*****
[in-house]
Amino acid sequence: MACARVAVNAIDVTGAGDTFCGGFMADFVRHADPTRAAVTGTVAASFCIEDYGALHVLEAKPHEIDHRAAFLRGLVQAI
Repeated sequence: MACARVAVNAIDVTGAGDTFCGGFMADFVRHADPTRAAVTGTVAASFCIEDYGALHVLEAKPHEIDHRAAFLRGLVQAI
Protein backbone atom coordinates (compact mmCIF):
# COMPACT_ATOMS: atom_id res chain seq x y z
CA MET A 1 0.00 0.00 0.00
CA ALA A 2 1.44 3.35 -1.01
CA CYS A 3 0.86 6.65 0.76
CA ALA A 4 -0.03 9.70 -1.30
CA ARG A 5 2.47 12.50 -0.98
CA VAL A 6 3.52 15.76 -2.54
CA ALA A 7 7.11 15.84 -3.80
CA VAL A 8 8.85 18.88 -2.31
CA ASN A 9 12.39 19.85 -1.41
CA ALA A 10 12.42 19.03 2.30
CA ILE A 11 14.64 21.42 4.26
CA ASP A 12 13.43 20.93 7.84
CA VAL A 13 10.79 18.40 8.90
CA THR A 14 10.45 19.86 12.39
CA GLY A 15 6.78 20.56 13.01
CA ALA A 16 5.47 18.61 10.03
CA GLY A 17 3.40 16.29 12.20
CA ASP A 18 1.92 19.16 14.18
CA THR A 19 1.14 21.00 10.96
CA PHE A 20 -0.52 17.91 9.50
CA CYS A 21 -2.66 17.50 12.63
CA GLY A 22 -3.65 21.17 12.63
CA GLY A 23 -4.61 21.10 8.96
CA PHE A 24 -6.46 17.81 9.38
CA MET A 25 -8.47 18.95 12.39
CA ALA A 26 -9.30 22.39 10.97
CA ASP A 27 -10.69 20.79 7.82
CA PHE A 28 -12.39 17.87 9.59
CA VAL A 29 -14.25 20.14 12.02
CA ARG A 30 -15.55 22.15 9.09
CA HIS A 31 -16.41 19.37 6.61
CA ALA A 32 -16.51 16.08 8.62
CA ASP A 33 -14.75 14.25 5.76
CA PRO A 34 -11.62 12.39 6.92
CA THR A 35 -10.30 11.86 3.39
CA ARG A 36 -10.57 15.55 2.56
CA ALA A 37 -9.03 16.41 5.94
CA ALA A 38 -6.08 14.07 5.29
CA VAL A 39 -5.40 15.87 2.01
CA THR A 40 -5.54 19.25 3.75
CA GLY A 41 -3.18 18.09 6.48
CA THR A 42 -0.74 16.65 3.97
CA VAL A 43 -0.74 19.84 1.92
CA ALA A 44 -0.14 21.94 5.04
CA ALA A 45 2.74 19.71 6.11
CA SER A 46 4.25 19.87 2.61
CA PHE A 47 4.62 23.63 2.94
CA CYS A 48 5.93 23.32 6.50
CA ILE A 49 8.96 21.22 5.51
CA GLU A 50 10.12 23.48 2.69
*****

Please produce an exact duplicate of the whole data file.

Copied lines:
[in-house]
Amino acid sequence: MACARVAVNAIDVTGAGDTFCGGFMADFVRHADPTRAAVTGTVAASFCIEDYGALHVLEAKPHEIDHRAAFLRGLVQAI
Repeated sequence: MACARVAVNAIDVTGAGDTFCGGFMADFVRHADPTRAAVTGTVAASFCIEDYGALHVLEAKPHEIDHRAAFLRGLVQAI
Protein backbone atom coordinates (compact mmCIF):
# COMPACT_ATOMS: atom_id res chain seq x y z
CA MET A 1 0.00 0.00 0.00
CA ALA A 2 1.44 3.35 -1.01
CA CYS A 3 0.86 6.65 0.76
CA ALA A 4 -0.03 9.70 -1.30
CA ARG A 5 2.47 12.50 -0.98
CA VAL A 6 3.52 15.76 -2.54
CA ALA A 7 7.11 15.84 -3.80
CA VAL A 8 8.85 18.88 -2.31
CA ASN A 9 12.39 19.85 -1.41
CA ALA A 10 12.42 19.03 2.30
CA ILE A 11 14.64 21.42 4.26
CA ASP A 12 13.43 20.93 7.84
CA VAL A 13 10.79 18.40 8.90
CA THR A 14 10.45 19.86 12.39
CA GLY A 15 6.78 20.56 13.01
CA ALA A 16 5.47 18.61 10.03
CA GLY A 17 3.40 16.29 12.20
CA ASP A 18 1.92 19.16 14.18
CA THR A 19 1.14 21.00 10.96
CA PHE A 20 -0.52 17.91 9.50
CA CYS A 21 -2.66 17.50 12.63
CA GLY A 22 -3.65 21.17 12.63
CA GLY A 23 -4.61 21.10 8.96
CA PHE A 24 -6.46 17.81 9.38
CA MET A 25 -8.47 18.95 12.39
CA ALA A 26 -9.30 22.39 10.97
CA ASP A 27 -10.69 20.79 7.82
CA PHE A 28 -12.39 17.87 9.59
CA VAL A 29 -14.25 20.14 12.02
CA ARG A 30 -15.55 22.15 9.09
CA HIS A 31 -16.41 19.37 6.61
CA ALA A 32 -16.51 16.08 8.62
CA ASP A 33 -14.75 14.25 5.76
CA PRO A 34 -11.62 12.39 6.92
CA THR A 35 -10.30 11.86 3.39
CA ARG A 36 -10.57 15.55 2.56
CA ALA A 37 -9.03 16.41 5.94
CA ALA A 38 -6.08 14.07 5.29
CA VAL A 39 -5.40 15.87 2.01
CA THR A 40 -5.54 19.25 3.75
CA GLY A 41 -3.18 18.09 6.48
CA THR A 42 -0.74 16.65 3.97
CA VAL A 43 -0.74 19.84 1.92
CA ALA A 44 -0.14 21.94 5.04
CA ALA A 45 2.74 19.71 6.11
CA SER A 46 4.25 19.87 2.61
CA PHE A 47 4.62 23.63 2.94
CA CYS A 48 5.93 23.32 6.50
CA ILE A 49 8.96 21.22 5.51
CA GLU A 50 10.12 23.48 2.69